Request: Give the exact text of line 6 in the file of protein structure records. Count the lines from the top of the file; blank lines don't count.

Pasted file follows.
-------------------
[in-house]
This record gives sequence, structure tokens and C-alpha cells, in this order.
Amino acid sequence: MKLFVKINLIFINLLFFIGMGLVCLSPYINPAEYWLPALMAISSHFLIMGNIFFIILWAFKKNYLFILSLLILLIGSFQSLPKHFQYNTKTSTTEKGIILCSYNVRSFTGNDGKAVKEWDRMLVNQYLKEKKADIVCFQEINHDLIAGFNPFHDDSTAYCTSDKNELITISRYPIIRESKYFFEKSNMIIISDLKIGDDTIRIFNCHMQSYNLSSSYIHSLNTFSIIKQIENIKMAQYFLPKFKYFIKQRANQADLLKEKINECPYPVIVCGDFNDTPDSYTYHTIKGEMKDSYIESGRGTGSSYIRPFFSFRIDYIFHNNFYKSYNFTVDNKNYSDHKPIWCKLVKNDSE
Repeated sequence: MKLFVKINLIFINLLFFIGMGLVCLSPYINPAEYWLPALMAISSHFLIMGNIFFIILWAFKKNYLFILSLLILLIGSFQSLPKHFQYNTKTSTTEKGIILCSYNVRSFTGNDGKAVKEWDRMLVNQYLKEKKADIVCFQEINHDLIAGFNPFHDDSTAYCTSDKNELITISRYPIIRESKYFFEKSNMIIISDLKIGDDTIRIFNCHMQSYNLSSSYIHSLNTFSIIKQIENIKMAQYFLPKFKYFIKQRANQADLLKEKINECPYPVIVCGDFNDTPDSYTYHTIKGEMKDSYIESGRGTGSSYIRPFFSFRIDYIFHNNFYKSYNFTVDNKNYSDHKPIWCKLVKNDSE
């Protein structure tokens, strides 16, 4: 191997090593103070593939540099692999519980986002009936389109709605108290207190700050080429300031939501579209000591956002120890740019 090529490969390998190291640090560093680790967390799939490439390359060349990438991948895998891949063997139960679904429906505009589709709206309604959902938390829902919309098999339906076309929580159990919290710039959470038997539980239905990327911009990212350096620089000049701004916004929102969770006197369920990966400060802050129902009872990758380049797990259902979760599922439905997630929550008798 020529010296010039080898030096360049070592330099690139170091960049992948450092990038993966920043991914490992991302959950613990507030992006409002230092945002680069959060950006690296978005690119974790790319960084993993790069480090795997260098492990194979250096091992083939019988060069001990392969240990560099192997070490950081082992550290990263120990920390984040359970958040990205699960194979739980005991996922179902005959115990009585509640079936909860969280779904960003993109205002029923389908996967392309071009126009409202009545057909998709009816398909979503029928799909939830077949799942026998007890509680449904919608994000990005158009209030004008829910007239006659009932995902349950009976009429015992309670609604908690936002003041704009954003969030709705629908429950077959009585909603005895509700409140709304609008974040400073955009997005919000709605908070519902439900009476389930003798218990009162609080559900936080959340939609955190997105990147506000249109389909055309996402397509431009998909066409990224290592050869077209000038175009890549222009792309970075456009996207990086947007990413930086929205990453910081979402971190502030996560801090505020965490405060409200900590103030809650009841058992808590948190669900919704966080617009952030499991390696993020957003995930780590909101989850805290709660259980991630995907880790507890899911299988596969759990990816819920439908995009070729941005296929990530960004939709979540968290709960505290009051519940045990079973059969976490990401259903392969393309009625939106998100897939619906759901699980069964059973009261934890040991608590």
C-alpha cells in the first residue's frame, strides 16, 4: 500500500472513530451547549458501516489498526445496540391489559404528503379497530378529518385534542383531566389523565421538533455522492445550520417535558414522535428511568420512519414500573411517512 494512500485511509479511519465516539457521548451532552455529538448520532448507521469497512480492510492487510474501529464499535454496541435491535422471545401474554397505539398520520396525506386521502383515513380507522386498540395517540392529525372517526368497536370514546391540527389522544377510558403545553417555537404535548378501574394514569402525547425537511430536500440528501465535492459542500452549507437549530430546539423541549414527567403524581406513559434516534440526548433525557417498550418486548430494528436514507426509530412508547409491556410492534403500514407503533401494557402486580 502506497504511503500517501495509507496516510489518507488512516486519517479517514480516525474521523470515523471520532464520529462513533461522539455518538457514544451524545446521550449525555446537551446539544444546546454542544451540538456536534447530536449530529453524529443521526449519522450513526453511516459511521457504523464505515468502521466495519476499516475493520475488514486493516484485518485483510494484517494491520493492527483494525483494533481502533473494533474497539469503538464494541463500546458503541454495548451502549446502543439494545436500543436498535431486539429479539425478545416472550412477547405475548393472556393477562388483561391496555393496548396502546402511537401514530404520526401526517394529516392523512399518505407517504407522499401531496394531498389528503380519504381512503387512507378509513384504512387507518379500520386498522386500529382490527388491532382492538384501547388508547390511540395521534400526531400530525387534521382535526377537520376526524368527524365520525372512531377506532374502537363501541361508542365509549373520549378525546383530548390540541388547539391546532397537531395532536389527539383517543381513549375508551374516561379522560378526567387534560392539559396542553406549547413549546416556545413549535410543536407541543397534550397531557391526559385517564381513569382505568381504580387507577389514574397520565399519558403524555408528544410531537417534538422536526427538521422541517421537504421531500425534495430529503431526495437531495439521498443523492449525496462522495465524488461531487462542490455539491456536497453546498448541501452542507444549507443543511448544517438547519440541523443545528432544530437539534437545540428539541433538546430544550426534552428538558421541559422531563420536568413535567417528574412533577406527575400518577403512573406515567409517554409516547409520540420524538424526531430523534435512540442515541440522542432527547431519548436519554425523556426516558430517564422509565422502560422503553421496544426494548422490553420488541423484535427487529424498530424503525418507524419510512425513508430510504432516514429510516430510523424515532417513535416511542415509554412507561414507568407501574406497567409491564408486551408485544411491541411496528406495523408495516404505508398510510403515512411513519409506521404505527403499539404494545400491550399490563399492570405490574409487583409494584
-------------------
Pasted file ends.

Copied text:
C-alpha cells in the first residue's frame, strides 16, 4: 500500500472513530451547549458501516489498526445496540391489559404528503379497530378529518385534542383531566389523565421538533455522492445550520417535558414522535428511568420512519414500573411517512 494512500485511509479511519465516539457521548451532552455529538448520532448507521469497512480492510492487510474501529464499535454496541435491535422471545401474554397505539398520520396525506386521502383515513380507522386498540395517540392529525372517526368497536370514546391540527389522544377510558403545553417555537404535548378501574394514569402525547425537511430536500440528501465535492459542500452549507437549530430546539423541549414527567403524581406513559434516534440526548433525557417498550418486548430494528436514507426509530412508547409491556410492534403500514407503533401494557402486580 502506497504511503500517501495509507496516510489518507488512516486519517479517514480516525474521523470515523471520532464520529462513533461522539455518538457514544451524545446521550449525555446537551446539544444546546454542544451540538456536534447530536449530529453524529443521526449519522450513526453511516459511521457504523464505515468502521466495519476499516475493520475488514486493516484485518485483510494484517494491520493492527483494525483494533481502533473494533474497539469503538464494541463500546458503541454495548451502549446502543439494545436500543436498535431486539429479539425478545416472550412477547405475548393472556393477562388483561391496555393496548396502546402511537401514530404520526401526517394529516392523512399518505407517504407522499401531496394531498389528503380519504381512503387512507378509513384504512387507518379500520386498522386500529382490527388491532382492538384501547388508547390511540395521534400526531400530525387534521382535526377537520376526524368527524365520525372512531377506532374502537363501541361508542365509549373520549378525546383530548390540541388547539391546532397537531395532536389527539383517543381513549375508551374516561379522560378526567387534560392539559396542553406549547413549546416556545413549535410543536407541543397534550397531557391526559385517564381513569382505568381504580387507577389514574397520565399519558403524555408528544410531537417534538422536526427538521422541517421537504421531500425534495430529503431526495437531495439521498443523492449525496462522495465524488461531487462542490455539491456536497453546498448541501452542507444549507443543511448544517438547519440541523443545528432544530437539534437545540428539541433538546430544550426534552428538558421541559422531563420536568413535567417528574412533577406527575400518577403512573406515567409517554409516547409520540420524538424526531430523534435512540442515541440522542432527547431519548436519554425523556426516558430517564422509565422502560422503553421496544426494548422490553420488541423484535427487529424498530424503525418507524419510512425513508430510504432516514429510516430510523424515532417513535416511542415509554412507561414507568407501574406497567409491564408486551408485544411491541411496528406495523408495516404505508398510510403515512411513519409506521404505527403499539404494545400491550399490563399492570405490574409487583409494584